The Critical Path Method

The Critical Path Method (CPM) is a technique for identifying the time-critical activities of a project.

These identified activities are often (rightly) given a lot of attention. Be it to guarantee the timely completion of the project or to take corrective measures in case of a delay.

So much for the theory, but how do we get there and what do we do with it?

Some history and background: The critical path method was developed back in the late 1950s by Messrs Morgan R. Walker and E. Kelley, Jr. It can be applied to all kinds of projects, be it software development, product development, space projects to the most ordinary private house building. Any project that has dependencies between activities can use this method.

How do I get to my critical path?

There are only five steps required to identify the critical path.

  1. define each activity
  2. establish dependencies
  3. estimate the duration of the activities
  4. draw a network diagram
  5. calculate (which path of dependent activities takes the longest?)

Once point 5 is done and all possible paths have been calculated, I have identified the critical path. That’s it.

With the appropriate software, point 4 is not necessary, and point 5 is also carried out automatically by many planning programmes. Steps 1-3, however, require intensive consideration and elaboration. Briefly on these three points:

Defining the individual activities can be done in various ways, but I prefer to proceed from rough to fine. This means nothing other than identifying the major activities (or more extensive delivery packages) of the project and then breaking them down to individual, manageable activities (e.g. <10 days duration). The method of working and presentation is up to you: Outline, table, mind map or large, small and very small slips of paper, whatever suits you best.

There will certainly be dependencies between these defined activities. You may now identify and document these. What does this mean?

  • pick an activity (any activity)
  • which activity (or several activities) must be completed before I can start the one I have chosen?
  • which activity can start as soon as I have finished the current one?
  • which activity can run in parallel with the selected one?

In addition to defining the dependencies, you now estimate for each activity the expected time to complete the activity. I will not go into the different estimation methods here. Use your personal experience, expert knowledge, reference projects, estimating workshops, bought-in knowledge, etc.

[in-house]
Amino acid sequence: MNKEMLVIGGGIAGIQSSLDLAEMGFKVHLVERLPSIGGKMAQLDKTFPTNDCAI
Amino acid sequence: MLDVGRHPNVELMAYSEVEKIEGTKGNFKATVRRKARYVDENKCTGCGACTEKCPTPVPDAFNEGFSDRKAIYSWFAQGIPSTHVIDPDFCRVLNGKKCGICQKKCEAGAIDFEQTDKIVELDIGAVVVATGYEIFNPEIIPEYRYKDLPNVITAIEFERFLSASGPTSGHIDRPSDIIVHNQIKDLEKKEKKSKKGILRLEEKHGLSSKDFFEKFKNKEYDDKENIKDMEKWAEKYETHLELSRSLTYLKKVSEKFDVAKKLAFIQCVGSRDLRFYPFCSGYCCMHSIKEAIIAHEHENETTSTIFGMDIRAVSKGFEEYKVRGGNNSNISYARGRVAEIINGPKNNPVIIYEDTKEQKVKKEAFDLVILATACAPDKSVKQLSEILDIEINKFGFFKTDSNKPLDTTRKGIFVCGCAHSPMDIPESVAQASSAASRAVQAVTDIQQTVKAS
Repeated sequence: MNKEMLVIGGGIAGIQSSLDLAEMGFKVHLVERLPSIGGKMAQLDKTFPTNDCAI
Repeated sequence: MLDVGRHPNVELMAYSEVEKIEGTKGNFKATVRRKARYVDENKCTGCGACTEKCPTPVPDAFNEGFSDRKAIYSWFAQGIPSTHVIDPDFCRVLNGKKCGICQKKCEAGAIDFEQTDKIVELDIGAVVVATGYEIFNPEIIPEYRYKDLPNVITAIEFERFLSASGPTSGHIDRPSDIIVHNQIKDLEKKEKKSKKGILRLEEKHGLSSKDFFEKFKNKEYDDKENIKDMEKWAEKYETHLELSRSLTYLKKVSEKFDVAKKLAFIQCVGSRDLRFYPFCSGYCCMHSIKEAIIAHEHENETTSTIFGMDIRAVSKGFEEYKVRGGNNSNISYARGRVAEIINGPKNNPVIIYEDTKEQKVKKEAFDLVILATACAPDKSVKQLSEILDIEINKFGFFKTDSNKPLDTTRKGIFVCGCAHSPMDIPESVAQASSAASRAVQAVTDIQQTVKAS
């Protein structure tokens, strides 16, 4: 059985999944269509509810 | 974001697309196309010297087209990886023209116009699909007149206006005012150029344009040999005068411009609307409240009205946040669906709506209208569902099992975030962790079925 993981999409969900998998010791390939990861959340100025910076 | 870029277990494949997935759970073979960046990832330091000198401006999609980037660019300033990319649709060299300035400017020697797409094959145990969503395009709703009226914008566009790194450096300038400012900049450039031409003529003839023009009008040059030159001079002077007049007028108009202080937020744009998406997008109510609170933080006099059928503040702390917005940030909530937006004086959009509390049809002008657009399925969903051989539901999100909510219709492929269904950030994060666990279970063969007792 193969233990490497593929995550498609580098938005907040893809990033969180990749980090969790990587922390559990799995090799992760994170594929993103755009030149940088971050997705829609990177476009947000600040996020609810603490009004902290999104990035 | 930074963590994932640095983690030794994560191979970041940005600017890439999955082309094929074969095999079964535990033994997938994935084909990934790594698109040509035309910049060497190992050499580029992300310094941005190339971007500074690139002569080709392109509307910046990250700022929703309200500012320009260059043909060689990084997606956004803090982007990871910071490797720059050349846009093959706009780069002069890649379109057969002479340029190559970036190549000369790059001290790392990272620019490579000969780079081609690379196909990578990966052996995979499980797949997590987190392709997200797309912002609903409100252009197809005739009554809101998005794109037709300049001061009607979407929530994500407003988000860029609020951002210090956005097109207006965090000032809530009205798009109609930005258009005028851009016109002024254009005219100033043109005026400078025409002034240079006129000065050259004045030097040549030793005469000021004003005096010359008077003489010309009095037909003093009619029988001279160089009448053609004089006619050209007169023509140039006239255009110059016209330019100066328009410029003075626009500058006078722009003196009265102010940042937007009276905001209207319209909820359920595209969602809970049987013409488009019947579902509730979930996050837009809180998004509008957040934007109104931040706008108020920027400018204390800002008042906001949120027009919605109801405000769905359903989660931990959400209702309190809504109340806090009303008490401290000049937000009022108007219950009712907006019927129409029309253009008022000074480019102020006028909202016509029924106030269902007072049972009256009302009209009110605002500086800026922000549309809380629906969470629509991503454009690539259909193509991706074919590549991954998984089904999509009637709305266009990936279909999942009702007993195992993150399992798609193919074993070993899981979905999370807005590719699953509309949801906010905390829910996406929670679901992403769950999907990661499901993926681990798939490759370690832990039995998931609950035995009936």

Creating the network diagram and calculating the critical path should be done by a software product you trust. The critical path can usually be displayed by one click or by settings in the view options.

Critical path identified – what to do?

What was that again about the definition of the critical path? The critical path is the sequence of those activities that add up to the longest project duration and thus have a direct impact on the project end date if delayed.

Knowing the critical path in your project brings some weighty advantages:

  • any change in the completion of the activities on this critical path directly affects the project end date; these activities thus require special attention – but not unlimited attention, otherwise other activities will get out of hand (it will happen, I promise!);
  • the non-critical activities or paths have a so-called float; this means nothing more than a buffer they have compared to the critical path (if this buffer is used up, this can become the new critical path); activities on the critical path understandably have a float of zero;
  • If your software offers baselines and a comparison facility, use this regularly and compare the current plan with previous ones; trackable changes across multiple histories may allow you to predict trends in which activities may be on fire in the near future.

A plan is just a plan

Please keep in mind that any plan is just a plan. The estimates and dates are not set in stone, changes can occur at any time and throw the most beautiful plan off track. The critical path can also change during the course of a project – however, with its help you will have the opportunity to identify the activities that are most important for meeting the project deadline and to be able to act accordingly if necessary.

In a separate article, I discuss the topic of “optimising project duration“. If your schedule is not as relaxed as when you originally planned it, you may find a tip in the article mentioned.

The above lines are merely the basis for working with the critical path. There are numerous variations and further activities, but they would go beyond the scope of this article.


What is the relationship between the Critical Path Method (CPM) and CPM Hubert Hell GmbH?

Although the CPM in the company name does not stand for the Critical Path Method, a close connection cannot be denied. Like the critical path, we do not lose sight of the essentials in our projects and our customer assignments:

  • we follow a golden thread
  • we know where the priorities lie
  • we have our sights clearly set on the goal
  • and maintain a relaxed and confident overview in the midst of all possible confusion.

So the CPM in our name could well stand for the Critical Path Method.

Curious now? Don’t believe it all? Then let’s talk about it.

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